Malibu Lagoon Restoration...A Reason To Celebrate!

Five years after planting thousands of native-California wetland seedlings at Malibu Lagoon, Growing Solutions staff and volunteers joined the staff of the Santa Monica Bay Restoration Foundation to remove irrigation and allow Mother Nature to do the heavy lifting in ensuring the long-term health and vitality of the lagoon. Starting in 2013, Growing Solutions was part of a multi-agency effort to restore the lagoon’s natural tidal flow and ecosystem back to the historical function that existed before human pollution, sewage, and debris dumping started in the late 1800s. Misguided efforts to turn the lagoon into a jogger’s haven by building manmade islands connected by bridges choked off the natural ocean and creek flow vital to lagoon ecology. Over the last 100 years the lagoon was plagued by decreased tidal flushing, increased pollution, non-native weed infestation and massive algae blooms that turned the once-pristine wetland into a stinking cautionary tale.

However, through careful planning and wetland re-contouring—together with vigilant watering, weeding and maintenance—the 31-acre lagoon is now able to maintain itself and provide critical habitat for dozens of wetland creatures that use the lagoon for shelter, feeding and reproduction. GS’s role was to collect the surviving native plants, propagate them off-site, deliver them back to the lagoon and help with installation and maintenance over the last five years. Results: marine species (i.e. fish, snails and crabs) populations have increased which in turn have attracted the native seabirds in increasing numbers. Many threatened species such as snowy plovers are experiencing modest but significant rebounds. Park visitorship has doubled, and many local schools now use the lagoon as a living learning lab to teach the critical value of ecology and just how hard it is to restore native systems after thoughtlessly destroying them.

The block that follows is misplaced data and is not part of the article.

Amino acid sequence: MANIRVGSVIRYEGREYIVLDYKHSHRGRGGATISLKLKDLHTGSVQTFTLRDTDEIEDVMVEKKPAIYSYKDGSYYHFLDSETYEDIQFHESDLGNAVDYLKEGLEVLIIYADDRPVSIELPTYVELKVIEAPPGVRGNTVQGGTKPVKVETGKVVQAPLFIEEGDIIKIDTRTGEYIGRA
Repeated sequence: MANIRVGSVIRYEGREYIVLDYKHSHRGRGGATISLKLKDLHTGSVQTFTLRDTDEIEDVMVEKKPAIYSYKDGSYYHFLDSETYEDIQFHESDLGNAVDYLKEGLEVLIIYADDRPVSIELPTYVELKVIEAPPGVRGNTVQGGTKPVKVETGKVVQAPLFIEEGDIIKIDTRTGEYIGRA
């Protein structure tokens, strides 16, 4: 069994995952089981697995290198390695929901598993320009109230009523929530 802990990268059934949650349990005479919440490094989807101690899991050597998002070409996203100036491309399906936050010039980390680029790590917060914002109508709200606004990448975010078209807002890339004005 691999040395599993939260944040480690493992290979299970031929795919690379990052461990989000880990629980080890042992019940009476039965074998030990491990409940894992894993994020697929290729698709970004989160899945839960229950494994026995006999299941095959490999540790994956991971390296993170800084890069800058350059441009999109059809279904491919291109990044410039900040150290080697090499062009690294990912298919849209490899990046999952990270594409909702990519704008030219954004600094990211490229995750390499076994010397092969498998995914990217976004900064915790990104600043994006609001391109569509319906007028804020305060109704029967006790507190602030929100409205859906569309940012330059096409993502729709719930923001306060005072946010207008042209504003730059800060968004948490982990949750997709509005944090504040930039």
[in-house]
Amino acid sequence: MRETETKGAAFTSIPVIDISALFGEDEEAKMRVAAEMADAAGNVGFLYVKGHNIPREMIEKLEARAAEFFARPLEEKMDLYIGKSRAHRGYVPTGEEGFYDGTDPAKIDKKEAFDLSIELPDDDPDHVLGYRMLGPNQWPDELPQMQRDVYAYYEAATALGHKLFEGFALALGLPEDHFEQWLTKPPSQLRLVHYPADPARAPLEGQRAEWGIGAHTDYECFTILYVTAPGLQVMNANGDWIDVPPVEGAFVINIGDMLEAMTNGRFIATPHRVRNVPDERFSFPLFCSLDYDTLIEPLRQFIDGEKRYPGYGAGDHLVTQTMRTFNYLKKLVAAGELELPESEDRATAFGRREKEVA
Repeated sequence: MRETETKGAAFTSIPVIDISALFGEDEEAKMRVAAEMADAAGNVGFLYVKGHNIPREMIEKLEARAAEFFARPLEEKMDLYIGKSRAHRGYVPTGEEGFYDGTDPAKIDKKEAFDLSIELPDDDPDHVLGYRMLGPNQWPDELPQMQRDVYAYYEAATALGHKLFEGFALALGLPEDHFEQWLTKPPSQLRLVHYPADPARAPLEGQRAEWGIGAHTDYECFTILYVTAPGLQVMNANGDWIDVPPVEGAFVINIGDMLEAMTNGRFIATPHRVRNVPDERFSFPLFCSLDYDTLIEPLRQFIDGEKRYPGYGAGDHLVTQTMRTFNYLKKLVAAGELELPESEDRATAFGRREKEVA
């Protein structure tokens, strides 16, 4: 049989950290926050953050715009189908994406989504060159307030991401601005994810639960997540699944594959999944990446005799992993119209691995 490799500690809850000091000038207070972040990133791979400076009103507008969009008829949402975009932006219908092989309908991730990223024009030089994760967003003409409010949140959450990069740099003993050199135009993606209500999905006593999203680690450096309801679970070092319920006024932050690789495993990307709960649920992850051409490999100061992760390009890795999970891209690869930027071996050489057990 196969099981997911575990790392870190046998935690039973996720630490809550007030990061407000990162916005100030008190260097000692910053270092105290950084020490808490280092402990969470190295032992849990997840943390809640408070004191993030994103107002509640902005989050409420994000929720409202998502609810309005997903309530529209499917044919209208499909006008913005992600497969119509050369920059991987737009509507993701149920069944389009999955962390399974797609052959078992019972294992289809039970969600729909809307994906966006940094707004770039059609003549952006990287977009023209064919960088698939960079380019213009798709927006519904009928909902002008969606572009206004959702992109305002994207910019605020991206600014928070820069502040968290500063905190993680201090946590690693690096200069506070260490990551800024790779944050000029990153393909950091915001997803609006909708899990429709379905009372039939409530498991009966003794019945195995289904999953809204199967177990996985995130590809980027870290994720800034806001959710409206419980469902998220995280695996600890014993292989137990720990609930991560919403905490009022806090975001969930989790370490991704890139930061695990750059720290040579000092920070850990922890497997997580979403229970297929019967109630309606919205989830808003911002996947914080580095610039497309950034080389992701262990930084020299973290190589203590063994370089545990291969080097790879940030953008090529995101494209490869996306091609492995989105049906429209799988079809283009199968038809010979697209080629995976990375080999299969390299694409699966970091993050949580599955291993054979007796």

Over the weekend of May 26th GS staff and volunteers helped remove, haul and recycle over three miles of irrigation pipe while managing Santa Monica Bay Restoration Foundation volunteers for the weekend event. In between they found time to enjoy some bird watching; observing osprey, egrets, pelicans, hawks and snowy plovers scurrying among the sand dunes.

If you would like to volunteer for future Lagoon events, contact the Santa Monica Bay Restoration Foundation